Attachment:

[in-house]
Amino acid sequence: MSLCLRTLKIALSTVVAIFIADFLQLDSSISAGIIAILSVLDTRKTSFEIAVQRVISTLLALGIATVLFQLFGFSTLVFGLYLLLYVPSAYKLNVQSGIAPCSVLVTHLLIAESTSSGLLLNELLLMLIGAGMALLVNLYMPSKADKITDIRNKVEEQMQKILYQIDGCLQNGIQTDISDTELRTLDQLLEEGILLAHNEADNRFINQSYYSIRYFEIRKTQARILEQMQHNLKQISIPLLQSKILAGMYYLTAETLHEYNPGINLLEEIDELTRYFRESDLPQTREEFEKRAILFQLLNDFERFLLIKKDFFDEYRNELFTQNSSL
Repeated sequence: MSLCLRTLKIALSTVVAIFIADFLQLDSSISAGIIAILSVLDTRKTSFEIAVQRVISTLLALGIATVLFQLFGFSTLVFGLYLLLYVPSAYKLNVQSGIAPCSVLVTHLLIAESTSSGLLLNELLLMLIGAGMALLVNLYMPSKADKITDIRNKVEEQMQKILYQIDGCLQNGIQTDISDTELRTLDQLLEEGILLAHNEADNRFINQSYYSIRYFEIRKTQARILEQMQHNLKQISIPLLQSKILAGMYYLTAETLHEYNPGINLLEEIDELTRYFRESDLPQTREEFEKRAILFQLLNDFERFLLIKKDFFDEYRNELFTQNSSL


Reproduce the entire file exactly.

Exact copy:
[in-house]
Amino acid sequence: MSLCLRTLKIALSTVVAIFIADFLQLDSSISAGIIAILSVLDTRKTSFEIAVQRVISTLLALGIATVLFQLFGFSTLVFGLYLLLYVPSAYKLNVQSGIAPCSVLVTHLLIAESTSSGLLLNELLLMLIGAGMALLVNLYMPSKADKITDIRNKVEEQMQKILYQIDGCLQNGIQTDISDTELRTLDQLLEEGILLAHNEADNRFINQSYYSIRYFEIRKTQARILEQMQHNLKQISIPLLQSKILAGMYYLTAETLHEYNPGINLLEEIDELTRYFRESDLPQTREEFEKRAILFQLLNDFERFLLIKKDFFDEYRNELFTQNSSL
Repeated sequence: MSLCLRTLKIALSTVVAIFIADFLQLDSSISAGIIAILSVLDTRKTSFEIAVQRVISTLLALGIATVLFQLFGFSTLVFGLYLLLYVPSAYKLNVQSGIAPCSVLVTHLLIAESTSSGLLLNELLLMLIGAGMALLVNLYMPSKADKITDIRNKVEEQMQKILYQIDGCLQNGIQTDISDTELRTLDQLLEEGILLAHNEADNRFINQSYYSIRYFEIRKTQARILEQMQHNLKQISIPLLQSKILAGMYYLTAETLHEYNPGINLLEEIDELTRYFRESDLPQTREEFEKRAILFQLLNDFERFLLIKKDFFDEYRNELFTQNSSL